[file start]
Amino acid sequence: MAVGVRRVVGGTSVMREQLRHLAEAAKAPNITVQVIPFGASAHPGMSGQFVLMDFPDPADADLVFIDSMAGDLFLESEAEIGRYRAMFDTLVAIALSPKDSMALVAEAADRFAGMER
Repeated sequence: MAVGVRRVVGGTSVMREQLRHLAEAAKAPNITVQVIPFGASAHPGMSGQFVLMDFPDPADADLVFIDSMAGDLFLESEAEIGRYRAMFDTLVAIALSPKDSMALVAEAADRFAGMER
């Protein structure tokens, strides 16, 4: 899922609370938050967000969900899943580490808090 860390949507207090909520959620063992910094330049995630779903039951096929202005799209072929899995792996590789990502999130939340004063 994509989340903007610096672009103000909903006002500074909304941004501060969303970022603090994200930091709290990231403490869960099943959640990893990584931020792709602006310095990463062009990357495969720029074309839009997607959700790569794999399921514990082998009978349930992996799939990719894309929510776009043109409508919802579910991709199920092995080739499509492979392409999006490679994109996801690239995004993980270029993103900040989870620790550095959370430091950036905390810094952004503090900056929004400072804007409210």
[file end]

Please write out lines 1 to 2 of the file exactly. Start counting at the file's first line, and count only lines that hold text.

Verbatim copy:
Amino acid sequence: MAVGVRRVVGGTSVMREQLRHLAEAAKAPNITVQVIPFGASAHPGMSGQFVLMDFPDPADADLVFIDSMAGDLFLESEAEIGRYRAMFDTLVAIALSPKDSMALVAEAADRFAGMER
Repeated sequence: MAVGVRRVVGGTSVMREQLRHLAEAAKAPNITVQVIPFGASAHPGMSGQFVLMDFPDPADADLVFIDSMAGDLFLESEAEIGRYRAMFDTLVAIALSPKDSMALVAEAADRFAGMER